Napoleon Dynamite made me tired. I watched it with friends who found the energy (and apparently humor) to laugh at the right spots (I assume). I swallowed an entire bag of Twizzlers (which should have sustained me), and still, the lethargy put me to sleep. When it gained popularity with the coveted Dumb and Dumber crowd, I was shocked—so shocked that I contemplated its apparent ingenuity until I came to an obvious conclusion about the plot-less story: It is simply realism. Unexpectedly and naturally, Napoleon Dynamite came lollygagging along at a postmodern gaunt, exposing society’s love affair with actuality and authenticity. In a vulnerable moment I was quite proud of Hollywood.

It got me thinking about the art of storytelling. Before Aristotle, before Beowulf, stories began when the words, “Let there be …” Since then, myths have established humanity’s understanding of purpose. Profound truths have been communicated in layers of imagination. But, like all storytellers know, it takes more than an imagination to craft a plot. Literary experts credit Aristotle with the traditionally accepted bell curve format (in order): the initial situation, conflict, climax, suspense and the final denouement (resolution). The plot line takes the reader (watcher, listener) on an emotional journey up a steep, precarious mountain, hangs them at the top in a suspenseful tension, sends them free-falling into a dipping valley, and settles them in a state of relaxation and satisfaction.

But if the bell-curve is supposed to leave the inner conscious content, then why is reality TV exploding on prime time? Why Napoleon Dynamite?

Every single person birthed on this planet has a personal plot, but contrary to the ancient story form, it’s not a bell curve. Humanity always takes small steps in small moments from one place to another. If individuals lived every day in constant anticipation, expecting one big climactic moment, depression would be on the rise. Daily life would become a monotonous routine. Potential energy would replace kinetic, and kinetic energy would become obsolete. We would be lost in a maze of false anticipation.

Perhaps we are a depression-ridden society bent on working from a source of potential energy. We are restless, always wanting bigger things, more excitement—we forget our true desires: To create and enjoy the blessings of relationship. Worse, we forget that imagination, creation and meaning originates with the Creator. With greed, we take them and try to run with them on our own. The maze confusion begins when we believe we can sustain our own story; it’s then we’ll enter the realm of disappointment. Not until we wallow in weathered retirement will life slow down. Our eyes will open in astonishment at the drama before us, and we’ll see what we’ve always been afraid to admit: Life isn’t about us. If it was, it would be meaningless—short as our days and the breath on our lips.

Could the traditional plot line we view in movies and read in literature be a crutch—the false hope we hold on to? We are taught to expect big, life-changing moments like those we see in imaginary characters’ lives. The problem is that we forget they are our made-up stories—they are made the way we want them to be. Acting as if we live them, believing the story revolves around us ignites a dangerous flaw: egotism.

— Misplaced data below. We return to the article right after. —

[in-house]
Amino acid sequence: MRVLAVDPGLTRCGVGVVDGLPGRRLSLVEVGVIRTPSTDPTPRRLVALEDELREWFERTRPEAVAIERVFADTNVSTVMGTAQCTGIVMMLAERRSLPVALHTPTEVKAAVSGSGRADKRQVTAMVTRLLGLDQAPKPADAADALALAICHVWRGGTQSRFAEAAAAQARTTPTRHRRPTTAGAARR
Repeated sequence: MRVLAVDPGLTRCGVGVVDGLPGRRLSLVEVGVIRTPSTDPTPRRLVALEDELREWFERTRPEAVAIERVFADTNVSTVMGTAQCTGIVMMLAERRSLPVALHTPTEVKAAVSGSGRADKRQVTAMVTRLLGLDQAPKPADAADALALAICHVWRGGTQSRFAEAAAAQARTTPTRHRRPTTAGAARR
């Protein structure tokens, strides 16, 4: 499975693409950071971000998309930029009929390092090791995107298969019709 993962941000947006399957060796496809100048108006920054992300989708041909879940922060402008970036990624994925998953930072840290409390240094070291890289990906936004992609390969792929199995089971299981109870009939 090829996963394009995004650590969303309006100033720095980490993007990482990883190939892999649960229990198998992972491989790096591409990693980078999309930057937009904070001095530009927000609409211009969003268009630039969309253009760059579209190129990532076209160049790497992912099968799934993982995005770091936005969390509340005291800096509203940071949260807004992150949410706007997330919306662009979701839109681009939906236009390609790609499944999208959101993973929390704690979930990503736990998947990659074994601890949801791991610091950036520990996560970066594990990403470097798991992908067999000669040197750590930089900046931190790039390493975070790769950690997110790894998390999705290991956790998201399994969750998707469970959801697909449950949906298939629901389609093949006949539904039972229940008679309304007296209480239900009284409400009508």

We want to be the one things happen to. Expecting a climactic life is surprisingly arrogant and suggests that the problem is not so subtle as a plot line.

In his book Blue Like Jazz, Don Miller points to the elements of a plot to prove the existence of original sin. The very fact that conflict exists in the plot of any good story proves it is only a photograph of our dark nature. We ourselves create the characters that experience a bell curve. Our make-believe actors can expect a climax because they always have one (and a happy ending). We birth the plot, watch and read it, and we continue to feed it until it takes control of us. This is the danger of sin.

“We look for visions from heaven and for earth-shaking events to see God’s power. Even the fact that we are dejected is proof that we do this. Yet we never realize that all the time God is at work in our everyday events and in the people around us. If we will only obey, and do the task that He has placed closest to us, we will see Him. One of the most amazing revelations of God comes to us when we learn that it is in the everyday things of life that we realize the magnificent deity of Jesus Christ” (Oswald Chambers, My Utmost For His Highest).

Even though realistic life gradually turns, growing and moving the individual down the road of maturity and spiritual growth, it is obviously not what we want to experience. We want the big thing because God made us so: We were created for heaven. But heaven is after the earthly life, and the only climax meant and needed for this life occurred two thousand years ago on a cross. All of time hinged on the moment of redemption for humanity. Because of his grace, we live in the valley: Faith from yesterdays, love for today, and hope in the tomorrow.

Storytelling is a beautiful art, but like all art, unless it comes from the Creator itself it is limited. Flaws exist even within the beauty of language. For this, I am thankful. Thank God for culture and literature that shows us our human condition. Thank God for the art of the story that proves our need for a Savior. And thank God for the climax of heaven. That’s what I call sweet anticipation.